Prints > Posters

Let’s talk prints, again. But before we do that, let’s get one thing straight: I consider prints and posters to be two different terms. Posters are what you see in malls and movie theaters. Prints are what you see in galleries and in my room. So if I come off as a self-pretentious douche-bag (if I don’t appear so already) for saying one over the other, I have my reasons. With that out of the way, let’s talk about my recent print acquisitions.

After much deliberation, I finally pulled the trigger on Ken Taylor’s piece on Breaking Bad. And believe it or not, I lost some sleep over it–$220 is too much to shell for any unemployed college student. And no, I didn’t go running to “bank” mom. I ended up selling a few of my things, such as an N64 that was confined in the attic…and a copy of Pokemon Snap and Mario Kart that I’ll never get to play again–practically sold my childhood to some dude in Rhode Island. But let’s not forget what I bought in return:

It’s a beaut, ain’t it? I’ve been eyeing this print for awhile now, and considering that I missed both drops of the print a few weeks ago, I certainly wasn’t going to pass on it. This will be the final print of my Breaking Bad series, as I think 6 is enough–for now. And what a perfect print to end the collection with. Taylor did an absolute masterful job portraying the somber and serious tone of the show; with the ominous green colors and the decrepit faces of the cast of characters, this is Breaking Bad.

In spite of spending more than I ever imagined on a print, it’ll be a great investment in the long-run when we look back at how television was never the same after Breaking Bad.

Shortly after buying the Taylor print, I became a little trigger-happy and bought Mark Englert’s You Are My Lucky Star. Dammit, Max!

I’ll be honest, I bought this on a total whim after reading the hype for it on the ExpressoBeans forums. However, the print itself looks beautiful. The combination of the black border and night sky is majestic, yet simple. And yes, that’s Ridley Scott’s Alien. I haven’t decided what I’ll do with the print yet but I’m sure it deserves a spot on my wall.

Well that does it for my print acquisitions and for the sake of my wallet, I hope it’s the last one for awhile. The last time I was this invested in collecting was during my adolescent Yu-Gi-Oh days.



Compliance With The Dragon Tattoo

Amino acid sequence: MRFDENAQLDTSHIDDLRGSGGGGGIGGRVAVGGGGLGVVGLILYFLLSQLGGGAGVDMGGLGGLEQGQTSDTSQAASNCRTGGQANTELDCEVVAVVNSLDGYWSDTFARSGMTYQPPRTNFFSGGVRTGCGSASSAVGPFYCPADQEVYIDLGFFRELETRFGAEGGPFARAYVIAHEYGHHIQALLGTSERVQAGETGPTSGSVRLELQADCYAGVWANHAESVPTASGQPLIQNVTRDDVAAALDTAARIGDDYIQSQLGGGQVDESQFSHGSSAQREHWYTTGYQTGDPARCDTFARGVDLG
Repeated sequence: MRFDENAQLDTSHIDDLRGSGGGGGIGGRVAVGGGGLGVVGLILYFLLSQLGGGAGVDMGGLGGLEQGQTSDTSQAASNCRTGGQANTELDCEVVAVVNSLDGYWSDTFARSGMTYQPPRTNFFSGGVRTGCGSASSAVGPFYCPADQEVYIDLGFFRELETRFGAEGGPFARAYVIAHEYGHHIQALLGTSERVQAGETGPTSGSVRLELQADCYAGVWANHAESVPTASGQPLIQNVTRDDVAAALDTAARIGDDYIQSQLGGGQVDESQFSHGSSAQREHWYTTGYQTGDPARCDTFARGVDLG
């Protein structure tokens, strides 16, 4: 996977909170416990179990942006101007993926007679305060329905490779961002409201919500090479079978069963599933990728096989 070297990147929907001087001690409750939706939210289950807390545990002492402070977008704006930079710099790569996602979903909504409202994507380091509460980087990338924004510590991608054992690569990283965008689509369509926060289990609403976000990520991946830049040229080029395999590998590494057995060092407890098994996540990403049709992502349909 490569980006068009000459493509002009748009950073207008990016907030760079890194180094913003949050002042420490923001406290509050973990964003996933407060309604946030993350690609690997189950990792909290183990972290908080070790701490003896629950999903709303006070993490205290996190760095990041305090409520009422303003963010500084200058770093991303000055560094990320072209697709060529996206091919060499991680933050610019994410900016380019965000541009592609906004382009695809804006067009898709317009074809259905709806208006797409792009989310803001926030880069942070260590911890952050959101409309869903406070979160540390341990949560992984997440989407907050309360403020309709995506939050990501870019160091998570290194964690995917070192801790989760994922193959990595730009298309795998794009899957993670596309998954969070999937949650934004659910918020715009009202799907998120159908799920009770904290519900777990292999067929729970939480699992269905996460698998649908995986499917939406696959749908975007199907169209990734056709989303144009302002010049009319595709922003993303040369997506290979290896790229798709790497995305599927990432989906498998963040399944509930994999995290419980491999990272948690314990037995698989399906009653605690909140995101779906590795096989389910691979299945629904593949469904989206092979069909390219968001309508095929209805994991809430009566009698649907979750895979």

I dare you to watch Compliance–a movie that made me so uncomfortable that it forced me to take ephemeral breaks. Directed by Craig Zobel, Compliance is about a young female employee (Becky) falling victim to the strip search prank call scam. The prank caller, referring to himself as officer Daniels, accuses Becky of theft and what follows next is the most agonizing and frustrating 90 minutes of your life.

There is so much stupidity in this movie. I mean, does it really take 5 grown-adults to realize that this is all a hoax? Granted, the dramatic irony in the film is in full-swing from the get-go but doesn’t it get to a point when the sadistic requests, well, become sadistic? Hell, a remote strip-search in and of itself is illegal. And this also questions how much authority law enforcement actually has. Considering that the prank was driven by the sole illusion of a supposed police officer, it made everything seem justifiable: “Inspect her butthole, you say? Aye aye, Cap’n!” But to be fair–really fair–men are pigs.

In all seriousness, though, this was an uncomfortable movie to watch. Not in a squinted-eyes-shaking-my-head kind of way but in a no-way-they-really-went-there kind of way. Just when you thought the film hit its moral boundaries, it decides to expand its territory 100 miles; and what results are scenes of sizzling french fries and fellatio–the classiest combination one could ask for.

Is Compliance as extreme as The Girl With The Dragon Tattoo? I guess…but each had its own reasons for being so fucked up. Dragon Tattoo’s plot was more than just the rape and sexual abuse, it had its own core story. But with Compliance, the plot was driven by the strip search and immoralities–which I guess made it a much more painful movie-going experience.

*Side-note: Please tell me those “come” references in the movie weren’t intentional


Post Nolan Era